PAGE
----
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SPEAKERS: Will address variety of FEELINGS: Of support topics aimed at improving parish life and community prevailed Continued from page 14 Schiavo, suddenly collapsed and was left with a profound brain injury. Since the death of her sister, she has worked full-time for The Terri Schiavo Life and Hope Network. They have been directly involved in hundreds of cases helping to protect persons who are at risk of being euthanized. Noted national speaker Le- Margaret land D. Na- Alarilla Director of gel’s talks Evangelizainclude “Be tion. My Witnesses” and “Sharing the Story.” Nagel has held a variety of positions on both the diocesan and university level. Currently, he is the Executive Director of the National Conference for Catechetical Leadership. He describes himself as a faith-filled storyteller who is an educator by profession and a catechist by vocation, a teacher by trade and an evangelist by Baptism. The conference will also feature a n u m b e r Father Pete o f p r e s e n - Elizardo t a t i o n s i n will speak on S p a n i s h , New Missal including a translation. presentation by Doreya “Yiyi” Dean, with Catholic Charities of Cor-

pus Christi, on “Nuestra llamada a servir: siete principios de la enseñanza social C a t ó l i c a y Leland D. diez mane- Nagel r a s q u e faith-fiilled c a r i d a d e s storyteller. Católicas es Católico.” Martín López will speak on “Una nueva evangelización” and Father Daniel RamírezPortugal will make a presentation on “El ministro y la familia de origen.” Other speakers, and their topics, include Alarilla, “Verbum Domini: A Reflection on the Word of God in the Life and Mission of the Church;” Leisa Anslinger, “Engaging P e o p l e a s Lee Gwodz D i s c i p l e s Director of a n d S t e w - Music and Caards;” Rosa- thedral Choir. rio Dávila, “Integrating the Gospel Values of Faith, Hope, and Love into the Classroom;” and Dean, “Our Call to Serve: Seven Principles of Catholic Social Teachings and Ten Ways Catholic Charities is Catholic.” Also, Kenneth Doran, “So What Does Being Moral Have To Do With It, Anyway;” Paul Flores, “Effective Practices for Dynamic Youth Ministry;” and “Word of God Speak, Whaaaat;” Jeff Kisel, “Liabilities Associated with Youth Ministry;” Adam

Koll, “Ancient and Future Evangelization: Together for the Sake of the Gospel;” and “What’s So ‘New’ About the New Evangelization?” Roy Petitfils will make presentations on, “Fishers of Men or Keepers of the Aquarium? Still Called to bring the Word of God to all People in our Parishes (even those who don’t come to Church),” “What Got Us Here Won’t Get Us There— Holding Fast to our Past Suzanne w h i l e E m - Vitadamo Pro-life and bracing New disability Approaches rights advoa n d S k i l l s cate. Needed for the New Evangelization” and “Ten Things Youth and Young Adults Want the Church to Know But Don’t Tell Us— And Why.” Dr. Geri Telepak will speak on “Where’s that in the Bible?” and “Is Morality Old Fashioned?” Although the conference’s original audience is those involved in formal ministry, anyone wanting to enhance their knowledge of the Catholic faith is welcomed, Alarilla said. Some 1,000 attendees are expected. “If you truly desire to enhance your spirituality and knowledge of the faith, the ministry conference is the place for you,” Alarilla said. For more information, and to register online, visit http://acenturyoftradition. org/MinistryConference.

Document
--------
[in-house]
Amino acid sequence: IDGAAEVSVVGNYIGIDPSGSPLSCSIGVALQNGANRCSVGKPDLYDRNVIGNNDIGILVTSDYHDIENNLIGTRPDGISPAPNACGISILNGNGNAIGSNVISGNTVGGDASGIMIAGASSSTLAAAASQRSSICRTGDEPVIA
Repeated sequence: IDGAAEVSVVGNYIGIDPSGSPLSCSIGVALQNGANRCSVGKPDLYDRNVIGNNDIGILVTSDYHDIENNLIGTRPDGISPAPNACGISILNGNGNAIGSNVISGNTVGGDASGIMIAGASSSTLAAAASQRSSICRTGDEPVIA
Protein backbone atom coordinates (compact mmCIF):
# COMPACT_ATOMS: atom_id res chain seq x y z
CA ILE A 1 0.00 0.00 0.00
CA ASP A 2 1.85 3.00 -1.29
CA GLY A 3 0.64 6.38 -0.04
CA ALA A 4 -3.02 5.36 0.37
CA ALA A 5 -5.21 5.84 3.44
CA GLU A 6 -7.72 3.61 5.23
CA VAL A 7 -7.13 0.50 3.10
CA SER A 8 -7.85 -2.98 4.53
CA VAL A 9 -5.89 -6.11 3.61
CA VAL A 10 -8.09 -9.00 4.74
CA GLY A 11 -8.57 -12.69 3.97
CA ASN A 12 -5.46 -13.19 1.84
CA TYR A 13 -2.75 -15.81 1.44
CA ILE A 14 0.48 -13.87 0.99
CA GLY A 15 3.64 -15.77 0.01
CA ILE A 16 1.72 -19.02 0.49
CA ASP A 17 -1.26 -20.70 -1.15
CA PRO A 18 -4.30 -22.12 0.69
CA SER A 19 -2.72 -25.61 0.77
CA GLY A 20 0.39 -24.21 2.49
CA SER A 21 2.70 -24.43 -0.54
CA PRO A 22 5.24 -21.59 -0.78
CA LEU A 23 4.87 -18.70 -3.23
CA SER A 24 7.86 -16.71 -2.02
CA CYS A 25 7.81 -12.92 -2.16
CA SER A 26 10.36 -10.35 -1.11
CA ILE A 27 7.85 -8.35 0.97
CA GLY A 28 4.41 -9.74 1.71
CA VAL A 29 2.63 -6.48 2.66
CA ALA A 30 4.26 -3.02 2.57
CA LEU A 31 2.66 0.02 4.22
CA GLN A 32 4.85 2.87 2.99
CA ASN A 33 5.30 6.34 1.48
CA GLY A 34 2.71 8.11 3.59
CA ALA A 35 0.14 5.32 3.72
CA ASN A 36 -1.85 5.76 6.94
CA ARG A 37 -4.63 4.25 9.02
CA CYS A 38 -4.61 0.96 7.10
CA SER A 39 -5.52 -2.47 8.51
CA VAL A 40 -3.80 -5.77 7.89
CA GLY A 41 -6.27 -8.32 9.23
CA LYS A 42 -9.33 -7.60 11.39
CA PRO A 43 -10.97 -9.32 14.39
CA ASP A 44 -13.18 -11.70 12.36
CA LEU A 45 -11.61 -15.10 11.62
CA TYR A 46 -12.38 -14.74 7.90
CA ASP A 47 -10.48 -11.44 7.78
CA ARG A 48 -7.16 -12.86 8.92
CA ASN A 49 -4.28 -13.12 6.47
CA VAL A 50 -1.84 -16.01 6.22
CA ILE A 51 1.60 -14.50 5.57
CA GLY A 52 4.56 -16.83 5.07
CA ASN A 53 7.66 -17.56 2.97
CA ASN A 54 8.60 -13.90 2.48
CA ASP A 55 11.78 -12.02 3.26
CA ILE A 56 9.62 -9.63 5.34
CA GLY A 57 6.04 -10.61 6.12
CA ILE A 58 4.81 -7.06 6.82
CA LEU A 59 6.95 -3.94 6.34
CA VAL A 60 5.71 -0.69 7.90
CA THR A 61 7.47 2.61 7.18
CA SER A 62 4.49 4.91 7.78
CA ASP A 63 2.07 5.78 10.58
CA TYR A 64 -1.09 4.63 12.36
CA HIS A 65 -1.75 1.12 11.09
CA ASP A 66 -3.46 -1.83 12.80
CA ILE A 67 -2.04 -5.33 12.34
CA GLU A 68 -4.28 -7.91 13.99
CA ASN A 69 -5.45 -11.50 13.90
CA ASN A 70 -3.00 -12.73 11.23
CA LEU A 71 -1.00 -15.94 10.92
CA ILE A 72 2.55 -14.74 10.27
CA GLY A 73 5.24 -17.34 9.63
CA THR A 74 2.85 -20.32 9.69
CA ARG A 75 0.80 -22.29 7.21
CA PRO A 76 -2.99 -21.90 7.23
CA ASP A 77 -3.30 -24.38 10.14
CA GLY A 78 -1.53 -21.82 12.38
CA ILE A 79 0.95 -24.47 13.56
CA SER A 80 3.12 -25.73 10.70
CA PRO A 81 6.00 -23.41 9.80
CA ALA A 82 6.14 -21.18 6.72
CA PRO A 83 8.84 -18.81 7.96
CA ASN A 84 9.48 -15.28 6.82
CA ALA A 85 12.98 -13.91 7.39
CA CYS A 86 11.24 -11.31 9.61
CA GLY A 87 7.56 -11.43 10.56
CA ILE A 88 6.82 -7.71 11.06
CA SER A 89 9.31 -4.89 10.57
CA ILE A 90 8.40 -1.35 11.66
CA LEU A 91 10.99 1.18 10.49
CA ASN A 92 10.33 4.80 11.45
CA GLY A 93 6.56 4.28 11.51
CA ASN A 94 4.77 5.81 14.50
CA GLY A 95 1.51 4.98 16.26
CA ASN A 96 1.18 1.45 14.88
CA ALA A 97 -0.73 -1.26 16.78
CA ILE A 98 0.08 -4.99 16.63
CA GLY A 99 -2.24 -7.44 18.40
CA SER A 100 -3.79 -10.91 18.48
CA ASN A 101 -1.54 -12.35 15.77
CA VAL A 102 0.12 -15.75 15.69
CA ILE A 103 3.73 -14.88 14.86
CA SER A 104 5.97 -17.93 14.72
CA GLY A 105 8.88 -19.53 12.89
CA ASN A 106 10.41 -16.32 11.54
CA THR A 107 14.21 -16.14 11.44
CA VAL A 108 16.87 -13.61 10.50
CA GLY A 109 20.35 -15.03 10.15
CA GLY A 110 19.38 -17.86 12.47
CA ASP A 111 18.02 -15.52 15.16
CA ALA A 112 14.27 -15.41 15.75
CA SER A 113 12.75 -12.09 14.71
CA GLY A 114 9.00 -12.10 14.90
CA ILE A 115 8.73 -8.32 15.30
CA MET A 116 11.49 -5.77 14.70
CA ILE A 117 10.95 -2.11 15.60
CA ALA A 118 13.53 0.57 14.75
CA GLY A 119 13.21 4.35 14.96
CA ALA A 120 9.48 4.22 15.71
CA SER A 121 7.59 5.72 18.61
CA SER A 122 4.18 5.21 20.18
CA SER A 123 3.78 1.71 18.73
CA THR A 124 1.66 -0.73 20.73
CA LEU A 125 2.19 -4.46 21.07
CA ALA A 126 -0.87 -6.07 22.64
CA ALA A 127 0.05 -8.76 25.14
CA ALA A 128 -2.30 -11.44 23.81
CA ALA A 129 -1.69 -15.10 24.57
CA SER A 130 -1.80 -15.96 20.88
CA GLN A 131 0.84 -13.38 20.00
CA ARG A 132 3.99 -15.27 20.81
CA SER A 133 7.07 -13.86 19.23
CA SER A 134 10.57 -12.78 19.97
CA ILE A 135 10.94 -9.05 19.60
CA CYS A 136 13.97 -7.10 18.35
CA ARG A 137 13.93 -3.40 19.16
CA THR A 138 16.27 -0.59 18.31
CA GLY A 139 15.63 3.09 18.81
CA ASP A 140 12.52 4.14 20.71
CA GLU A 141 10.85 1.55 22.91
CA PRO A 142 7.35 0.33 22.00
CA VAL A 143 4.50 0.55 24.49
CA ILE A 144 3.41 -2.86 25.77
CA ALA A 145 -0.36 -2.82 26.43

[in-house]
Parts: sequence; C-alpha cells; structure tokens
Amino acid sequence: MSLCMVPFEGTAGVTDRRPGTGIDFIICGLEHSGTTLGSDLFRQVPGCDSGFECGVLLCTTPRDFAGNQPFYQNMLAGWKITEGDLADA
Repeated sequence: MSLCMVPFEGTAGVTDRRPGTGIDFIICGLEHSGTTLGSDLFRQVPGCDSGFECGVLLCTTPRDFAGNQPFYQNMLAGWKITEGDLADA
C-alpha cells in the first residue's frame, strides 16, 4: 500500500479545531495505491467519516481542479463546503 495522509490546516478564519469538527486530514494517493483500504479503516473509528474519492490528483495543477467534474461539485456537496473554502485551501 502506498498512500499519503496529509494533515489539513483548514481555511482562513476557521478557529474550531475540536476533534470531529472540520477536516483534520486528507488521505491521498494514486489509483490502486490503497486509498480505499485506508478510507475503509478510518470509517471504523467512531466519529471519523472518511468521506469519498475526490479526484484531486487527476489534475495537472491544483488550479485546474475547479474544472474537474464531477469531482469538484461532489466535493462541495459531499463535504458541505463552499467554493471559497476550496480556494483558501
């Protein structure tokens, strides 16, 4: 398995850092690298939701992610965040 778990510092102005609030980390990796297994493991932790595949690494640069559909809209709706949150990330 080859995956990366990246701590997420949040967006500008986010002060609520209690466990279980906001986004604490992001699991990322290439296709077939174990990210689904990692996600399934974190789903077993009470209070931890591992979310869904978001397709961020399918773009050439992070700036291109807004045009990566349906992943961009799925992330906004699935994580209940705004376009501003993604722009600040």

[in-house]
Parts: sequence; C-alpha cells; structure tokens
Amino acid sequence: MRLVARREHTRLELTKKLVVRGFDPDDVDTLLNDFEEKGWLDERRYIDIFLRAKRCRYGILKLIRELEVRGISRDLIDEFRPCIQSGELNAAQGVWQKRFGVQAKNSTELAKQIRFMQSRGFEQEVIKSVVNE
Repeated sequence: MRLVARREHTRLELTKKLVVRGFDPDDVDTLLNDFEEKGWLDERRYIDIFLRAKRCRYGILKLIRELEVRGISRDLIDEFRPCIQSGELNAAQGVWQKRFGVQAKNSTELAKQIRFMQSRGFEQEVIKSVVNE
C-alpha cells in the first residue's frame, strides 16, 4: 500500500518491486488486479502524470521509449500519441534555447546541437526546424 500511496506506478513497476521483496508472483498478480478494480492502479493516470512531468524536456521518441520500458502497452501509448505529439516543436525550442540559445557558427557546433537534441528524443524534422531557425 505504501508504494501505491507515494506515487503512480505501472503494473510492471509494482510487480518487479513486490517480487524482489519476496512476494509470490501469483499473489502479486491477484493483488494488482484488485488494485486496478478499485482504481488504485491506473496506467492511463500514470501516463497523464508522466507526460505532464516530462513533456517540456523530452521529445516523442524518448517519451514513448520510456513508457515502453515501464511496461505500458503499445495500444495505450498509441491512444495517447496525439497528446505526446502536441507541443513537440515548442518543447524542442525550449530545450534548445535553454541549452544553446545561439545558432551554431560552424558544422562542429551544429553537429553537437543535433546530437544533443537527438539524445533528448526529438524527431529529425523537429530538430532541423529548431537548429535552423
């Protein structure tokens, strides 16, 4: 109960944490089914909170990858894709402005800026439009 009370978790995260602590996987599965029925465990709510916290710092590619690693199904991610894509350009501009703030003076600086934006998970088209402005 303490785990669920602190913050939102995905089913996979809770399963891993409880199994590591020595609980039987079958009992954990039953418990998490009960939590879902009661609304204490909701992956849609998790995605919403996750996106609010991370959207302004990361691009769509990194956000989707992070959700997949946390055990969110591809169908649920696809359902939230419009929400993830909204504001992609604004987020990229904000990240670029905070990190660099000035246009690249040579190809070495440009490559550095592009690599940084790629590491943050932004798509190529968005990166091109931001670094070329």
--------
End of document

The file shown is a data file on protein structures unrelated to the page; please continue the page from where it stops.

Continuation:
Continued from page 15 perfect way to mark who we are in faith, service and community.” He said words could not undo the tragic events but it is “here where our faith must speak the clearest. It’s now when our community must be present in hope and solidarity.” Father Grace, who came to the university just three months after the 2007 campus shooting, said there was no question that the Dec. 8 shooting brought back memories of the events of nearly five years ago, especially for graduate students and faculty staff who were at the university at the time. But for everyone, the day’s shooting and campus lockdown highlighted the effect of violence and the “vulnerability everyone feels.” “It was scary for a lot of people because no one knew what was happening,” he said. The priest, who had been on his way to lunch when the school alarms sounded, said the university “responded quickly and without panic.” “The drills paid off” he said, noting that the university issued multiple alerts

and updates and showed a “real sense of calm.” The campus was a quieter than usual because it was the day between the end of classes and the start of exams, called “reading day.” According to news reports, only 20,000 of the university’s 30,000 students were on campus when the officer was shot. Exams were postponed until Dec. 10. About 150 students gathered for a silent candlelight vigil the evening of Dec. 8 by the university’s memorial for the 2007 shooting victims. An official vigil was scheduled for Dec. 9. The shooting took place the same day as a hearing in Washington where Virginia Tech officials were appealing a $55,000 fine by the U.S. Department of Education for the university’s response to the 2007 shooting. The department said the university had violated the law by waiting more than two hours to issue an alert that failed to give enough specific information. Father Grace said he thought the 2007 campus shootings had made the university students more aware of the needs of others.